# Predefined Concepts - Part I

Get an overview of important predefined concepts.

The golden rule **“Don’t reinvent the wheel”** also applies to concepts. The C++ Core Guidelines are very clear about this rule:

T.11: Whenever possible use standard concepts.

Consequently, I want to give you an overview of the important predefined concepts. I intentionally ignore any special or auxiliary concepts.

All predefined concepts are detailed in the latest C++20 working draft, N4860, and finding them all can be quite a challenge! Most of the concepts are in the concepts library and ranges library. Additionally, a few concepts are in the language support library, general utilities library, iterators library, and numerics library. The C++20 draft N4860 also has an index to all library concepts and shows how the concepts are implemented.

## Language support library

This section discusses an interesting concept, `three_way_comparable`

. It is used to support the three-way comparison operator. It is specified in the header `<compare>`

.
More formally, let `a`

and `b`

be values of type `T`

. These values are `three_way_comparable`

only if:

- (a <=> b == 0) == bool(a == b) is
`true`

- (a <=> b != 0) == bool(a != b) is
`true`

- ((a <=> b) <=> 0) and (0 <=> (b <=> a)) are equal
- (a <=> b < 0) == bool(a < b) is
`true`

- (a <=> b > 0) == bool(a > b) is
`true`

- (a <=> b <= 0) == bool(a <= b) is
`true`

- (a <=> b >= 0) == bool(a >= b) is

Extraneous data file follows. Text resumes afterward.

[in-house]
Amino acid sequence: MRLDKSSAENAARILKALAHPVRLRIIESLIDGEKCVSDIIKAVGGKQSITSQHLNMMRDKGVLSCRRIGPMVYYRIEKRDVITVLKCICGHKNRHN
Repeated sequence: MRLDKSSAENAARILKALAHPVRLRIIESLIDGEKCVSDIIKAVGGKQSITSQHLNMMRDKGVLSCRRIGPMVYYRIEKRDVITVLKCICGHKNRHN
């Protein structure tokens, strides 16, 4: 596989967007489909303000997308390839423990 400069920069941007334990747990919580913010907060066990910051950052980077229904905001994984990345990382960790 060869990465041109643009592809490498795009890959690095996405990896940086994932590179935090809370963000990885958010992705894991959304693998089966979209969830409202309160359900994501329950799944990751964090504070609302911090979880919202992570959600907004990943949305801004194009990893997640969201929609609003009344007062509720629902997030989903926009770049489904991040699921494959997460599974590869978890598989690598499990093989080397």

`true`

## Concepts library

The most frequently used concepts can be found in the concepts library. They are defined in the `<concepts>`

header.

### Language-related concepts

This section has about $15$ concepts that should be self-explanatory. These concepts express relationships between types, type classifications, and fundamental type properties. Their implementation is often directly based on the corresponding function from the type-traits library. Where deemed necessary, I provide additional explanation.

`same_as`

`derived_from`

`convertible_to`

`common_reference_with`

:`common_reference_with<T, U>`

must be valid, and`T`

and`U`

must be convertible to a reference type`C`

where`C`

is the same as`common_reference_t<T, U>`

`common_with`

: similar to`common_reference_with`

, but the common type`C`

is the same as`common_type_t<T, U>`

and may not be a reference type`assignable_from`

`swappable`

### Arithmetic concepts

`integral`

`signed_integral`

`unsigned_integral`

`floating_point`

The standard’s definition of the arithmetic concepts is straightforward:

```
template <class T>
concept integral = is_integral_v<T>;
template <class T>
concept signed_integral = integral<T> && is_signed_v<T>;
template <class T>
concept unsigned_integral = integral<T> && !signed_integral<T>;
template <class T>
concept floating_point = is_floating_point_v<T>;
```

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